E.g. bitcoin-cli freeze 10 5
E.g. bitcoin-cli freeze ["abc123:1", "def346:0"] 3
bitcoin-cli unfreeze
txid days status
bcd123 5 frozen
dca999 3 frozen
including the txid would broadcast the unfreeze and status would
bitcoin-cli unfreeze bcd123
bitcoin-cli unfreeze
txid days status
bcd123 5 thawing
dca999 3 frozen
The benefit of this is that it becomes physically impossible for you
to spend the coins until you thaw them, and if this becomes standard
enough, it should disincentivize potential robbers as it would be
expected that you keep most of your assets locked up. They could of
course hold you hostage until the period is over, which may be worse,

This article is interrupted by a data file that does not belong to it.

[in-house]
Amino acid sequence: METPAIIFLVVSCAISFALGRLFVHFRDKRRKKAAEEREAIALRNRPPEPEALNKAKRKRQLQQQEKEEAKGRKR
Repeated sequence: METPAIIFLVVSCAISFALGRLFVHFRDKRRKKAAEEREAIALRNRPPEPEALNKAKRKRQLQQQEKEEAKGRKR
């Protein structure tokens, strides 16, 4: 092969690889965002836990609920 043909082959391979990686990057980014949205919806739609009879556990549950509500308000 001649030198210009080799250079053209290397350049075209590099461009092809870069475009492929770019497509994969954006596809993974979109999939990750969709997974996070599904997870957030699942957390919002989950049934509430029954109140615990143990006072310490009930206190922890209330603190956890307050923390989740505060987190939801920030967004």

but I think that kind of operation would be substantially more
difficult than a simply rob-and-run.
The drawback is that you have to broadcast a transaction in order to
spend the content, and you cannot bump the fee so the transaction
could get stuck in a high-fee situation.
-Kalle.
Anthony Towns via bitcoin-dev
2018-02-28 22:30:44 UTC
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Post by アルム カールヨハン via bitcoin-dev
1. Graftroot probably breaks this (someone could just sign the
time-locked output with a script that has no time-lock).
Making the graftroot key be a 2-of-2 muSig with an independent third party
that commits to only signing CLTV scripts could avoid this. Making it
3-of-3 or 5-of-5 could be even better if you can find multiple independent
services that will do it.

Cheers,
aj
Adam Back via bitcoin-dev
2018-02-28 23:36:05 UTC
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Coincidentally I had thought of something similar to what Kalle posted
about a kind of software only time-lock vault, and described the idea